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Because charge is conserved and the universe appears to have no net charge. You could replace electrons with other negatively charged leptons (because lepton number is also conserved), but these are unstable (in most circumstances) and would decay into electrons. The mass ratio is only relevant in so far as determining things like when and where the protons ...


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Start by considering an isolated hydrogen atom absorbing a photon with an energy of 10.2 eV i.e. undergoing a transition from the 1s to 2p level. The 2p state decays back to the 1s state by emitting a photon because it cannot do anything else. There is simply no other way to release the energy. But now consider a proton absorbing a photon with an energy of ...


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It is a fairly general result that any process that can absorb quanta (such as photons) inelastically can also scatter the same quanta, and the scattering cross section $\sigma_{sc}$ is always at least as great as the inelastic cross section $\sigma_{in}$. For a nucleus, this means that any nucleus that can absorb a photon of energy $E=\hbar\omega$ will also ...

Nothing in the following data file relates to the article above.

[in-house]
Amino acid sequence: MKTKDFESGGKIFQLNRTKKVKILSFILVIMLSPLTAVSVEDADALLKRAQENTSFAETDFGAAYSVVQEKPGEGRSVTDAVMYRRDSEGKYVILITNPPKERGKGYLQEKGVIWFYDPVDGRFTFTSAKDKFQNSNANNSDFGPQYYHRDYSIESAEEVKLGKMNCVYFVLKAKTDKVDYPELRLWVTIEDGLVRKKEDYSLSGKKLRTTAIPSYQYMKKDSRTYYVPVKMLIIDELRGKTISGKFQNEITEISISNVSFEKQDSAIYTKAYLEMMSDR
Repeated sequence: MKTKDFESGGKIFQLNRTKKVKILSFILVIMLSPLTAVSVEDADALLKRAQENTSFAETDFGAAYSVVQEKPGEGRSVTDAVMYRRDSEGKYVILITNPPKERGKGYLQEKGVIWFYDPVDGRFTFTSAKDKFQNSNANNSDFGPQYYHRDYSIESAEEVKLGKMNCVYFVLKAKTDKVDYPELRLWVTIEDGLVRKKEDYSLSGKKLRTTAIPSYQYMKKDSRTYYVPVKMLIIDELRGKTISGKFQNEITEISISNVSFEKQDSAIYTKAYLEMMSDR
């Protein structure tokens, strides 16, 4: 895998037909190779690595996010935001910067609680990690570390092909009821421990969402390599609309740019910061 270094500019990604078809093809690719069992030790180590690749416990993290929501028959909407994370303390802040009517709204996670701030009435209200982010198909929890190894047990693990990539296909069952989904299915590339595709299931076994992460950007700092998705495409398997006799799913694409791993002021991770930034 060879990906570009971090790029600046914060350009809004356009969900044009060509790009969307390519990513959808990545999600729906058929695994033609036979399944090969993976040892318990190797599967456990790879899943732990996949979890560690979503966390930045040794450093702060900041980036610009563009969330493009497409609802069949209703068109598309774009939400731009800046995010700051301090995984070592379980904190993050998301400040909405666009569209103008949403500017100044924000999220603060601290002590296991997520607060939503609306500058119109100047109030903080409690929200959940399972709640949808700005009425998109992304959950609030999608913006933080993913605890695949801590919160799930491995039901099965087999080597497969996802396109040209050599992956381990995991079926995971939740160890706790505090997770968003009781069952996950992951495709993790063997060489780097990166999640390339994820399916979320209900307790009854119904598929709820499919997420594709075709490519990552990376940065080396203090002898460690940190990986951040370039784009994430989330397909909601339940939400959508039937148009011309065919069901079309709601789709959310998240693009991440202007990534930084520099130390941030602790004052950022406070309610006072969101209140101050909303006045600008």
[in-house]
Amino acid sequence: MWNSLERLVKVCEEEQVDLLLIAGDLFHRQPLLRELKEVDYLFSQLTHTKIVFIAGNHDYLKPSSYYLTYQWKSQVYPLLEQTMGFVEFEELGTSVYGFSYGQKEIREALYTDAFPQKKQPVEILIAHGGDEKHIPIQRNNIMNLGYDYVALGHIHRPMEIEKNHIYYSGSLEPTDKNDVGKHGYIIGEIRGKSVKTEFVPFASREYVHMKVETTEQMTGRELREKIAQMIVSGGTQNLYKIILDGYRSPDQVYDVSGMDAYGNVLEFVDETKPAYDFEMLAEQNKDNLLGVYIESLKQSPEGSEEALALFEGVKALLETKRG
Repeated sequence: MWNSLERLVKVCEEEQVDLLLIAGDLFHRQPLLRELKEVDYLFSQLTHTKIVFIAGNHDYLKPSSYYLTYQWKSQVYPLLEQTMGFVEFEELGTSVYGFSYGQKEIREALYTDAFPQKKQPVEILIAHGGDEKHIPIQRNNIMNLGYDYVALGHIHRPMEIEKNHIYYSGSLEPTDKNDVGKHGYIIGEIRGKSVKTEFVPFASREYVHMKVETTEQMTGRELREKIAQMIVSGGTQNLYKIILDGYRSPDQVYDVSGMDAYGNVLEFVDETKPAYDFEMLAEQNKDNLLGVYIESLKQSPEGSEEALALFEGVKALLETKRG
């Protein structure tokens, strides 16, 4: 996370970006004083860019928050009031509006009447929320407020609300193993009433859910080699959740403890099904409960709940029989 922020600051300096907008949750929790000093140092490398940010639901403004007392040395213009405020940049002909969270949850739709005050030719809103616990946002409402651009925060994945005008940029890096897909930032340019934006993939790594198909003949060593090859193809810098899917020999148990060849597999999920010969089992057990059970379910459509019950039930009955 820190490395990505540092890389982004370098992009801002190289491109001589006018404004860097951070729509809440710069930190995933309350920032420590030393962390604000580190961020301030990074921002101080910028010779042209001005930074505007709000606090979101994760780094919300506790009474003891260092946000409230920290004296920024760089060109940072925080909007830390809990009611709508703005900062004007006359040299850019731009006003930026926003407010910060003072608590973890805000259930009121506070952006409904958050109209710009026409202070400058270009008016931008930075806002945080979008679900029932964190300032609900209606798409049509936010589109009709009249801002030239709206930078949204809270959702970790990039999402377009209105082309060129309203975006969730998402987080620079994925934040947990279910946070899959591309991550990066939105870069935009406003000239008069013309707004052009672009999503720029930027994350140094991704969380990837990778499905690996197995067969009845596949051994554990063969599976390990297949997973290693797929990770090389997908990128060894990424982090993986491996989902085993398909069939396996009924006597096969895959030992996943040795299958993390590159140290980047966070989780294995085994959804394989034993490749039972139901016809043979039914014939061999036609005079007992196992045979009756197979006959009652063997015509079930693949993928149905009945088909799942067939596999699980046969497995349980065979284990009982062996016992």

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Charge is a property of matter, so one can only talk of the property and what it does, like equally charged matter repels each other, different charged matter attract each other. Same thing for "mass"! It is a property of everything around us. So charge is always together with matter. The only thing known: there is a smallest amount of charge which ...


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If only we knew what charge is... Actually Quantum Field Theory does not answer that. Charge tells you how different particle fields interact, but it does not arise from the theory in a natural way. Actually, Quantum Electrodynamics is so accurate because it was built upon Classical Electrodynamics, but most of its problems stayed within the new theory (for ...


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